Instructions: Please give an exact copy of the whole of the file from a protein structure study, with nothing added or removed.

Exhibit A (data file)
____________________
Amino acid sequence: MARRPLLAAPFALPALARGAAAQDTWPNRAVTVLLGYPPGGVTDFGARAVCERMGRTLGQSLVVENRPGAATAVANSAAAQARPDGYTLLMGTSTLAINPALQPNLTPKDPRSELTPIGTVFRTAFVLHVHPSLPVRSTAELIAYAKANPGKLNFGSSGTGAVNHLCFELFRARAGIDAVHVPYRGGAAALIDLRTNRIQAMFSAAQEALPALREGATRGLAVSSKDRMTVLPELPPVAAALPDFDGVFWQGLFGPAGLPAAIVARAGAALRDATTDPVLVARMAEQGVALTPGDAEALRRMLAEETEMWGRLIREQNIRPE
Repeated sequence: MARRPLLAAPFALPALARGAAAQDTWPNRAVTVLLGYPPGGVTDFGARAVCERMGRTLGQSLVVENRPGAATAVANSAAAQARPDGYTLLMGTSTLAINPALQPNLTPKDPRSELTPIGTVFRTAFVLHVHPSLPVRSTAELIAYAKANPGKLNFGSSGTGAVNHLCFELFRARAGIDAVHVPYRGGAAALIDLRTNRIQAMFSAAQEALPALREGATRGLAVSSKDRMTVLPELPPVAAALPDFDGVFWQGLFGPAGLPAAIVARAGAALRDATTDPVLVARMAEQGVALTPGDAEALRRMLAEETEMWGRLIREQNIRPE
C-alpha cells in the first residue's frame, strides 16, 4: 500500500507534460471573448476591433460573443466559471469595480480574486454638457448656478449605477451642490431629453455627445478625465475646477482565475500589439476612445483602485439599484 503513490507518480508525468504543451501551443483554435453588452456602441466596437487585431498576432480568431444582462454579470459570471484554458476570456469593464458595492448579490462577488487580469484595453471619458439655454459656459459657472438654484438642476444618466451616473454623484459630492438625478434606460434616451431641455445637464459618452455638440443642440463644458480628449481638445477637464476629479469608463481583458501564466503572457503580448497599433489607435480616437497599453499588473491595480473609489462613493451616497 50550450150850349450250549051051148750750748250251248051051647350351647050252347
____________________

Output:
Amino acid sequence: MARRPLLAAPFALPALARGAAAQDTWPNRAVTVLLGYPPGGVTDFGARAVCERMGRTLGQSLVVENRPGAATAVANSAAAQARPDGYTLLMGTSTLAINPALQPNLTPKDPRSELTPIGTVFRTAFVLHVHPSLPVRSTAELIAYAKANPGKLNFGSSGTGAVNHLCFELFRARAGIDAVHVPYRGGAAALIDLRTNRIQAMFSAAQEALPALREGATRGLAVSSKDRMTVLPELPPVAAALPDFDGVFWQGLFGPAGLPAAIVARAGAALRDATTDPVLVARMAEQGVALTPGDAEALRRMLAEETEMWGRLIREQNIRPE
Repeated sequence: MARRPLLAAPFALPALARGAAAQDTWPNRAVTVLLGYPPGGVTDFGARAVCERMGRTLGQSLVVENRPGAATAVANSAAAQARPDGYTLLMGTSTLAINPALQPNLTPKDPRSELTPIGTVFRTAFVLHVHPSLPVRSTAELIAYAKANPGKLNFGSSGTGAVNHLCFELFRARAGIDAVHVPYRGGAAALIDLRTNRIQAMFSAAQEALPALREGATRGLAVSSKDRMTVLPELPPVAAALPDFDGVFWQGLFGPAGLPAAIVARAGAALRDATTDPVLVARMAEQGVALTPGDAEALRRMLAEETEMWGRLIREQNIRPE
C-alpha cells in the first residue's frame, strides 16, 4: 500500500507534460471573448476591433460573443466559471469595480480574486454638457448656478449605477451642490431629453455627445478625465475646477482565475500589439476612445483602485439599484 503513490507518480508525468504543451501551443483554435453588452456602441466596437487585431498576432480568431444582462454579470459570471484554458476570456469593464458595492448579490462577488487580469484595453471619458439655454459656459459657472438654484438642476444618466451616473454623484459630492438625478434606460434616451431641455445637464459618452455638440443642440463644458480628449481638445477637464476629479469608463481583458501564466503572457503580448497599433489607435480616437497599453499588473491595480473609489462613493451616497 50550450150850349450250549051051148750750748250251248051051647350351647050252347